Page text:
Wednesday, February 6, 2008
PLoS Medicine published a study by Dutch scientists whichprovides an overview of how much obesity costs the nation. It has received some (see AP article here) because its conclusions about the cost of the obese are not quite what people expected. It turns out that obese people are not as costly as one might assume - it is those with slighly lower BMIs and a history as a non-smoker who tend to live longer and those consume more health care dollars.
The researchers used their model to estimate the number of surviving individuals and the occurrence of various diseases for three hypothetical groups of men and women, examining data from the age of 20 until the time when the model predicted that everyone had died. The “obese” group consisted of never-smoking people with a BMI of more than 30; the “healthy-living” group consisted of never-smoking people with a healthy weight; the “smoking” group consisted of lifetime smokers with a healthy weight. Data from the Netherlands on the costs of illness were fed into the model to calculate the yearly and lifetime health-care costs of all three groups. The model predicted that until the age of 56, yearly health costs were highest for obese people and lowest for healthy-living people. At older ages, the highest yearly costs were incurred by the smoking group. However, because of differences in life expectancy (life expectancy at age 20 was 5 years less for the obese group, and 8 years less for the smoking group, compared to the healthy-living group), total lifetime health spending was greatest for the healthy-living people, lowest for the smokers, and intermediate for the obese people.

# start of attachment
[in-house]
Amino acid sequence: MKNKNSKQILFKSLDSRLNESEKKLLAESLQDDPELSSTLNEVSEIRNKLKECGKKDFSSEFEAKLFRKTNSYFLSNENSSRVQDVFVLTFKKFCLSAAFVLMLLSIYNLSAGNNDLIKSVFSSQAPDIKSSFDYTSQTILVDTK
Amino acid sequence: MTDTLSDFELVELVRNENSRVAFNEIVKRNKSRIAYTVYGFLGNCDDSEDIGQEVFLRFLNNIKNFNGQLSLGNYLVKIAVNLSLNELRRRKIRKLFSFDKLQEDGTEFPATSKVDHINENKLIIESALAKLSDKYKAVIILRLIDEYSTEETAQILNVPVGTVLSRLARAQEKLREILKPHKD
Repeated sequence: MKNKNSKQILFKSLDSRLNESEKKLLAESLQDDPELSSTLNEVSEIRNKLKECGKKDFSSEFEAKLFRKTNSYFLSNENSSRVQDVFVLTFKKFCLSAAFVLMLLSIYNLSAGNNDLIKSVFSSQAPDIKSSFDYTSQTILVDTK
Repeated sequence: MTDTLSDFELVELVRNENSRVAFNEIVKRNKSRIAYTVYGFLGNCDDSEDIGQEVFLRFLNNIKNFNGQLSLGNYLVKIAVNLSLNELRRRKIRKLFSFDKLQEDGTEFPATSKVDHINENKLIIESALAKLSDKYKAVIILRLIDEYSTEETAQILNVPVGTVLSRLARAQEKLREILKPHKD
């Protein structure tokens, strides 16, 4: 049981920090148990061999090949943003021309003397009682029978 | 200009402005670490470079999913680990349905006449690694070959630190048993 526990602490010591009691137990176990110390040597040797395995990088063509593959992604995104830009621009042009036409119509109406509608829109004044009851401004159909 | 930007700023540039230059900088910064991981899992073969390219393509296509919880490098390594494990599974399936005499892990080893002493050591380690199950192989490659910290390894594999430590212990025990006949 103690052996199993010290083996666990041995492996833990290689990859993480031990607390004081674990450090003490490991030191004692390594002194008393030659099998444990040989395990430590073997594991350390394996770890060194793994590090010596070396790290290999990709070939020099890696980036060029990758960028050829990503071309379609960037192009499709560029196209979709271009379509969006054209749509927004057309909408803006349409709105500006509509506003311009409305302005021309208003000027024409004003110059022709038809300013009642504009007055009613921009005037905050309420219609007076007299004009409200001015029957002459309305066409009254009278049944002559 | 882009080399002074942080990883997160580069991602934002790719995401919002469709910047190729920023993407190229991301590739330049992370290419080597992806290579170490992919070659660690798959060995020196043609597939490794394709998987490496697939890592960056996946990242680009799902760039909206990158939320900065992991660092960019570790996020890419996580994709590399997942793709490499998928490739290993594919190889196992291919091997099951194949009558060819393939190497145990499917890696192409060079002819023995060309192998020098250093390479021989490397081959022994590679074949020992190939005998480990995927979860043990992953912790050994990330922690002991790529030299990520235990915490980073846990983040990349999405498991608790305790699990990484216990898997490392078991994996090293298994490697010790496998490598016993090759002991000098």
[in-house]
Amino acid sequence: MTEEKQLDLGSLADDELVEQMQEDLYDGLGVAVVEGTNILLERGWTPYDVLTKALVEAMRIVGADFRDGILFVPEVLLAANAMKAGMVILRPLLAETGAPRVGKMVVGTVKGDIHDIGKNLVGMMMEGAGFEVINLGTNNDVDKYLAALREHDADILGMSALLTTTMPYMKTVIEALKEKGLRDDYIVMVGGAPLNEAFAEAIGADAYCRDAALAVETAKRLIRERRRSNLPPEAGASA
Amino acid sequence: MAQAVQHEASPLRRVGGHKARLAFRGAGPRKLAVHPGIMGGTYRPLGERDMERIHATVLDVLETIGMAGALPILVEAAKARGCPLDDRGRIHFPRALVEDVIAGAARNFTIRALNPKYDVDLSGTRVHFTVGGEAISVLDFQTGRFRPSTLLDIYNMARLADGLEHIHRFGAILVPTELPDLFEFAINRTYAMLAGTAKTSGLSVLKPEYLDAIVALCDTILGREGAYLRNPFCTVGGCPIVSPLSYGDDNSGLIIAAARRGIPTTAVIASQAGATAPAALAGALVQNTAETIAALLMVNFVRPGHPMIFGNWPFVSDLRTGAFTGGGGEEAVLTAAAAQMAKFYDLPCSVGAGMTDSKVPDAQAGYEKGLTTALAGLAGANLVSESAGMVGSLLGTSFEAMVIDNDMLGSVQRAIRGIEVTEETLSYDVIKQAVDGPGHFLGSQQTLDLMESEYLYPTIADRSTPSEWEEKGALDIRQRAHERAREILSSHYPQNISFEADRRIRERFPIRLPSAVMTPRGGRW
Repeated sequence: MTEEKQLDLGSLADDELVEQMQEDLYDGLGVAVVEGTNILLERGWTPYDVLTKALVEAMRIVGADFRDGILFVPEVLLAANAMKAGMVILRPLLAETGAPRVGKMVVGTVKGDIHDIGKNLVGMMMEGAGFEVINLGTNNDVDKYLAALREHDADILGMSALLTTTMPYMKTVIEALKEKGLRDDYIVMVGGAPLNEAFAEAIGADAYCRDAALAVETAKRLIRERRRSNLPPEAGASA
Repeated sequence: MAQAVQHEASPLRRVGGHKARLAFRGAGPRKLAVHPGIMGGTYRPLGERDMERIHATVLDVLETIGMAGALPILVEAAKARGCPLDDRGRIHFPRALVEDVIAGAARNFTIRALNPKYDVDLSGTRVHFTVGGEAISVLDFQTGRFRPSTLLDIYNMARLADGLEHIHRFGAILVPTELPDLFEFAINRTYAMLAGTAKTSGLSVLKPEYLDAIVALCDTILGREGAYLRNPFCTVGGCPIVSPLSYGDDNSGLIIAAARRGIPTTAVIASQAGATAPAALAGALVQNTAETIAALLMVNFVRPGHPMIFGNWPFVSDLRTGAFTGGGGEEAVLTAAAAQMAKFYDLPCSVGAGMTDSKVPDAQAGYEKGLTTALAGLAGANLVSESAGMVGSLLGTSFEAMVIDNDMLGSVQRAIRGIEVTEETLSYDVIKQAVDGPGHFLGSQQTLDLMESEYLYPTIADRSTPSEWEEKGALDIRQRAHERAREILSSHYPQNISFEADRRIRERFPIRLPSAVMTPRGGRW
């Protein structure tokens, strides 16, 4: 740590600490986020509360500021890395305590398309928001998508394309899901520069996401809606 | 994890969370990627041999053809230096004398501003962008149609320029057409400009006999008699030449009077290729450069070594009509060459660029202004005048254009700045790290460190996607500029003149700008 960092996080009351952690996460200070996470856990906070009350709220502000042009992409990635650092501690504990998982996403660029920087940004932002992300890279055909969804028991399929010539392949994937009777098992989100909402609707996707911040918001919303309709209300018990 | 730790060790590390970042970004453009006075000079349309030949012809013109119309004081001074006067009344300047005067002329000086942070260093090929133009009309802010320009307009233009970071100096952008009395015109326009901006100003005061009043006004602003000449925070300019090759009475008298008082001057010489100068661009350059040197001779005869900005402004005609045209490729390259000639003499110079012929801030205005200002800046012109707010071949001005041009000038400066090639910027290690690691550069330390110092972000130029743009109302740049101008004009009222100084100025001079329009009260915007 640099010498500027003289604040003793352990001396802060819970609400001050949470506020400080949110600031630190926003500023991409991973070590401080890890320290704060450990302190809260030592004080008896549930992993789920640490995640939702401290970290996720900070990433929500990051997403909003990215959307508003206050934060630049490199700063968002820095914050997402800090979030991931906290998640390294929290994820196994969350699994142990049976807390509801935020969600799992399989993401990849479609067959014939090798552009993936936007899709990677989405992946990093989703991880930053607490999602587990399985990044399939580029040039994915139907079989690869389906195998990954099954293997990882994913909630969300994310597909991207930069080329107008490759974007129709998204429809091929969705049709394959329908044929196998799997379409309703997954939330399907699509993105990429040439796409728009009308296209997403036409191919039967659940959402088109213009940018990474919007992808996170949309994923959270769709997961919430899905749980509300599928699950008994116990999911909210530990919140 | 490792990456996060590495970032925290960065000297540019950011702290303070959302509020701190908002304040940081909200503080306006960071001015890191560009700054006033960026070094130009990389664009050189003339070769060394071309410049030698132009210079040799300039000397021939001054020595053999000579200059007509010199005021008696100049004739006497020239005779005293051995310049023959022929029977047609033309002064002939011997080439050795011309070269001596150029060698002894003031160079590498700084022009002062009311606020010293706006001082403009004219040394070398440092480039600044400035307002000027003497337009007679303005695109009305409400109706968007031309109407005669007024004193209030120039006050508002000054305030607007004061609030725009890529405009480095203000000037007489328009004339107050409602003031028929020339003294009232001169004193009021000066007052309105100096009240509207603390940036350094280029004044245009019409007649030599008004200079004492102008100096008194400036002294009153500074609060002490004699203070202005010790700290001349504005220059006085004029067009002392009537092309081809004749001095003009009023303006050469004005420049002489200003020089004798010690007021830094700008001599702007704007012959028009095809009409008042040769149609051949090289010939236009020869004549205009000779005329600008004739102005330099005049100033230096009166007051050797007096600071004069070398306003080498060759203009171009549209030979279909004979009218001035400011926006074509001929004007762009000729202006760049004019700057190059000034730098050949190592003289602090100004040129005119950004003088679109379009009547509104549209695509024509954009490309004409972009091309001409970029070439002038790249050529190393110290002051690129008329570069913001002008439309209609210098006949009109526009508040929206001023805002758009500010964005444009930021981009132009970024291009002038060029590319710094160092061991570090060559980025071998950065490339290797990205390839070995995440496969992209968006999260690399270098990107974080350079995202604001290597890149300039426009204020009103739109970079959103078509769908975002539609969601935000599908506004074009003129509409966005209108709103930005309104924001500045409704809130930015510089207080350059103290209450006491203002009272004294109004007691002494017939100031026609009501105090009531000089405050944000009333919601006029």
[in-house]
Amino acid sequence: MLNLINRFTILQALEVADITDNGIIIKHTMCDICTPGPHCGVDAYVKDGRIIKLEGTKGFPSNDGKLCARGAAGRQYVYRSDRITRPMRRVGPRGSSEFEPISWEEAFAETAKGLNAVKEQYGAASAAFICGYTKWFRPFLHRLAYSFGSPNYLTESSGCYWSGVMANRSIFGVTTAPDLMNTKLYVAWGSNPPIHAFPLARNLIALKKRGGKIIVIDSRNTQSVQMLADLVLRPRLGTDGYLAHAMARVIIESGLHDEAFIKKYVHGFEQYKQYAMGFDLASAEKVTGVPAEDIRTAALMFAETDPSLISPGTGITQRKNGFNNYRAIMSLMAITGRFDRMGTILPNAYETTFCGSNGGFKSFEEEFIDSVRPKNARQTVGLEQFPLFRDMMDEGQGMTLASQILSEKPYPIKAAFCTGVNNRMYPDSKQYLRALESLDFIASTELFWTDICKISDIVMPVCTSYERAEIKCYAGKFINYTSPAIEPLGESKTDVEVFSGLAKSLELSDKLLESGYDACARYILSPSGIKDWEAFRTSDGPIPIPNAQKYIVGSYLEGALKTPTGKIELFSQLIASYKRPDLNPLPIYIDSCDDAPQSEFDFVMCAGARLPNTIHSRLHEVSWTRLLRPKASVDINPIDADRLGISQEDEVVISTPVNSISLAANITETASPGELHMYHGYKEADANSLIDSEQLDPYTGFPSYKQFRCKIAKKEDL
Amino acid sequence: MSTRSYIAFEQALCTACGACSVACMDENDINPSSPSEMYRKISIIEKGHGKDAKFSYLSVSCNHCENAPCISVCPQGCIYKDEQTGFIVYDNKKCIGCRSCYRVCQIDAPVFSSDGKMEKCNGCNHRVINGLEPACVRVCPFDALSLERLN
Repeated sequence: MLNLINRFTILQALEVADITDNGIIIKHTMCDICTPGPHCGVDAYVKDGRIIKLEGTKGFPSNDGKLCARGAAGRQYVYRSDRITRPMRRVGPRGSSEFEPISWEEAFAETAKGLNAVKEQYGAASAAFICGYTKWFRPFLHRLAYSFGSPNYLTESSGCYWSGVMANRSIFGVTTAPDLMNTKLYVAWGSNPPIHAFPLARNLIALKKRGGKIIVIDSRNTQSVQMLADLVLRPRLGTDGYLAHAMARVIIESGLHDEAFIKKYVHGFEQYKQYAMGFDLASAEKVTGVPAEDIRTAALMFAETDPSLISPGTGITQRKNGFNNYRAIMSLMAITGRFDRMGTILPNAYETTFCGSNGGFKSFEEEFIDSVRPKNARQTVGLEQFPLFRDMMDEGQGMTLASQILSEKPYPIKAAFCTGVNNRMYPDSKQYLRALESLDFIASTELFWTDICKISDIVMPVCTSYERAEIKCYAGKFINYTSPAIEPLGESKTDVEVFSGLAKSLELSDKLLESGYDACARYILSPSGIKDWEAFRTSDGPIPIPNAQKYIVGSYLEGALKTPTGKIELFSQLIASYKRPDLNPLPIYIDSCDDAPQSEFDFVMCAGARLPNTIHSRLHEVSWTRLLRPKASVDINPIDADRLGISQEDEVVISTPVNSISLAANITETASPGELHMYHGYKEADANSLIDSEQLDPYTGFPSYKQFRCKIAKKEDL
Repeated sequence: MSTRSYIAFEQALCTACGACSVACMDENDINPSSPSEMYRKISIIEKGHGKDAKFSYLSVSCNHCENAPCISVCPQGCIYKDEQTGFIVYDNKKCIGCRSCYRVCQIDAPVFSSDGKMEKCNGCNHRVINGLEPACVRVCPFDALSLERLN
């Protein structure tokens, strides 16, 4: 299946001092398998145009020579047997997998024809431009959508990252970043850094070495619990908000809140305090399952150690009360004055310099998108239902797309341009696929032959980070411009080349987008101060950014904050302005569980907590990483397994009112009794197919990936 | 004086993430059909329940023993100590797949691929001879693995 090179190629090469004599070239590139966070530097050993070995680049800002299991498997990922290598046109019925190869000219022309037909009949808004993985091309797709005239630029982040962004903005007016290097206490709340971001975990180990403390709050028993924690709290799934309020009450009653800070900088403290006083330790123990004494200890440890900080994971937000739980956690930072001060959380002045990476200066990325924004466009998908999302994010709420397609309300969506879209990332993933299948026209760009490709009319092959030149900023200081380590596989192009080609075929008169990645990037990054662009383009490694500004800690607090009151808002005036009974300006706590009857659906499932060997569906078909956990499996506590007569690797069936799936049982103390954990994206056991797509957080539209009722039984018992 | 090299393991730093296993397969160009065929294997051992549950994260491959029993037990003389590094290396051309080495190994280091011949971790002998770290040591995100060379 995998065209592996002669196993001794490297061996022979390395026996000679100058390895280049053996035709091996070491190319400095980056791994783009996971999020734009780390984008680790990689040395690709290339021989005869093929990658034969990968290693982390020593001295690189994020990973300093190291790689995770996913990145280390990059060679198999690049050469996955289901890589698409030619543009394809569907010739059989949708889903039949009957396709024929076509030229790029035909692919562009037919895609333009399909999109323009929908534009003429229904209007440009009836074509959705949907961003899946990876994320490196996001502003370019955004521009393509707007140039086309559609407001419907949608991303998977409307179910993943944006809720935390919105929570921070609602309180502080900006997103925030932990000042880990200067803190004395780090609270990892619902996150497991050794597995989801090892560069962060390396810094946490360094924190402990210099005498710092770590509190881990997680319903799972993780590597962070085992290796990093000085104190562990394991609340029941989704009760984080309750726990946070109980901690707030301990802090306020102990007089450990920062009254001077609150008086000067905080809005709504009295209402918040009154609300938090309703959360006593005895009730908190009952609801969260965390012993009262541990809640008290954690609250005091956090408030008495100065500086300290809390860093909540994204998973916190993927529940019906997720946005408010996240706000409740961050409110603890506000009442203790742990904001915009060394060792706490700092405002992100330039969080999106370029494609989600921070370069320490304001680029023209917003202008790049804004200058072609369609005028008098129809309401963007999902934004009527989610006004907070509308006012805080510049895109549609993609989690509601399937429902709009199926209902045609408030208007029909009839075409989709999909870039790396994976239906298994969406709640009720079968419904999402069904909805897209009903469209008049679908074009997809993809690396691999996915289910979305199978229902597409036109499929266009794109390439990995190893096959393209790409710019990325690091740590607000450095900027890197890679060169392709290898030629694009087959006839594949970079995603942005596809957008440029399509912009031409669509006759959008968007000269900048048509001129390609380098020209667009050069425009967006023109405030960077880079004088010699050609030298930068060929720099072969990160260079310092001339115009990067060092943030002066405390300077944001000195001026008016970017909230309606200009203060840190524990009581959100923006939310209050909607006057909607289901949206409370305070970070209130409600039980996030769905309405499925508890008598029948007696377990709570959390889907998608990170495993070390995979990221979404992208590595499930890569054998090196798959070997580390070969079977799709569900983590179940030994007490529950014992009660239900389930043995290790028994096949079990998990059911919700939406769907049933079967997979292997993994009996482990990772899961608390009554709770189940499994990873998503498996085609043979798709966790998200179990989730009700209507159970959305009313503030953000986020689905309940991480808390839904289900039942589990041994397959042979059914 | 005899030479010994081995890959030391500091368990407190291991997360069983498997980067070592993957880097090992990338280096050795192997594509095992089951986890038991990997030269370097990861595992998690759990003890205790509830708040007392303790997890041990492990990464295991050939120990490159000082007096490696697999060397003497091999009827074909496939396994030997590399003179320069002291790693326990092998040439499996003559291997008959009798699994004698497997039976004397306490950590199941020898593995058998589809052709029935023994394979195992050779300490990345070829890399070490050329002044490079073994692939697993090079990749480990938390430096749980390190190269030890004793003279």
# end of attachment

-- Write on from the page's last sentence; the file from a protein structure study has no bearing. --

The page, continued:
Darn those healthy people - I think I will go eat some more chocolate and consider some unhealthy habits I can adopt just so that I won't be adding to our nation's health care costs.